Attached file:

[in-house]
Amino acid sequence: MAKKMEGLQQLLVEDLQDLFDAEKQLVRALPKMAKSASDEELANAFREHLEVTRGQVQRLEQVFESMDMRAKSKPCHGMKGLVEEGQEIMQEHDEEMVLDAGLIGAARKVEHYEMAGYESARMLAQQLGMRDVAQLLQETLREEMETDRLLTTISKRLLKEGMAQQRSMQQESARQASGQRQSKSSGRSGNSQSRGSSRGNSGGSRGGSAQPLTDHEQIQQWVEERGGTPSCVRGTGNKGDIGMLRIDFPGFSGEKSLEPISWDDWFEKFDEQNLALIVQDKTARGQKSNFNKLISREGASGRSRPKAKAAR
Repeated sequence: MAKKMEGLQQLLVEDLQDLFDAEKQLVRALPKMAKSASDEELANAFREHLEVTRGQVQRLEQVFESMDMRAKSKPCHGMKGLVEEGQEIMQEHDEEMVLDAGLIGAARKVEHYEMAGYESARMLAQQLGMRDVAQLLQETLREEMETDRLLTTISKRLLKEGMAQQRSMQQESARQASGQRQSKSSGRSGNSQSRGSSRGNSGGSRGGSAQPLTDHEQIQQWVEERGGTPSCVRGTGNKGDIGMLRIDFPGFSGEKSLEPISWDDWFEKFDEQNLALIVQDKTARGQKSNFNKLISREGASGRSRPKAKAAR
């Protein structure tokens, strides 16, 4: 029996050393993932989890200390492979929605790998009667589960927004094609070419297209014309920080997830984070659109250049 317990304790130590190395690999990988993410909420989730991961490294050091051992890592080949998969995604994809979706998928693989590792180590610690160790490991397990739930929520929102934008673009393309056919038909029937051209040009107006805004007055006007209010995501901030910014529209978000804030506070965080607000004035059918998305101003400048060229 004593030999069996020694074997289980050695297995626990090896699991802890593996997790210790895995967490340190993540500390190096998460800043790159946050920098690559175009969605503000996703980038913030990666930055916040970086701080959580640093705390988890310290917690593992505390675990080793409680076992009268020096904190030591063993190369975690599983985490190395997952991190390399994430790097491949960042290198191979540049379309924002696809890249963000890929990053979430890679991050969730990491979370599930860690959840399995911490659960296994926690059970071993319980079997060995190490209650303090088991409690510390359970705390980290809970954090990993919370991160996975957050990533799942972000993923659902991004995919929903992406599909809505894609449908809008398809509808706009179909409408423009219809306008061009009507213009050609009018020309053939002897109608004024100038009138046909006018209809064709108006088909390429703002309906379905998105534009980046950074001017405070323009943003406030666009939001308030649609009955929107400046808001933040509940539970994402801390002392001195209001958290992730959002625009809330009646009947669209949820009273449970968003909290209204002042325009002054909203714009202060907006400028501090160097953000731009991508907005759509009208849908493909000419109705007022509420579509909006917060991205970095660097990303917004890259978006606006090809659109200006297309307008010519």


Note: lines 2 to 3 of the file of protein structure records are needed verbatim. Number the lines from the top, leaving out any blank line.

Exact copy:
Amino acid sequence: MAKKMEGLQQLLVEDLQDLFDAEKQLVRALPKMAKSASDEELANAFREHLEVTRGQVQRLEQVFESMDMRAKSKPCHGMKGLVEEGQEIMQEHDEEMVLDAGLIGAARKVEHYEMAGYESARMLAQQLGMRDVAQLLQETLREEMETDRLLTTISKRLLKEGMAQQRSMQQESARQASGQRQSKSSGRSGNSQSRGSSRGNSGGSRGGSAQPLTDHEQIQQWVEERGGTPSCVRGTGNKGDIGMLRIDFPGFSGEKSLEPISWDDWFEKFDEQNLALIVQDKTARGQKSNFNKLISREGASGRSRPKAKAAR
Repeated sequence: MAKKMEGLQQLLVEDLQDLFDAEKQLVRALPKMAKSASDEELANAFREHLEVTRGQVQRLEQVFESMDMRAKSKPCHGMKGLVEEGQEIMQEHDEEMVLDAGLIGAARKVEHYEMAGYESARMLAQQLGMRDVAQLLQETLREEMETDRLLTTISKRLLKEGMAQQRSMQQESARQASGQRQSKSSGRSGNSQSRGSSRGNSGGSRGGSAQPLTDHEQIQQWVEERGGTPSCVRGTGNKGDIGMLRIDFPGFSGEKSLEPISWDDWFEKFDEQNLALIVQDKTARGQKSNFNKLISREGASGRSRPKAKAAR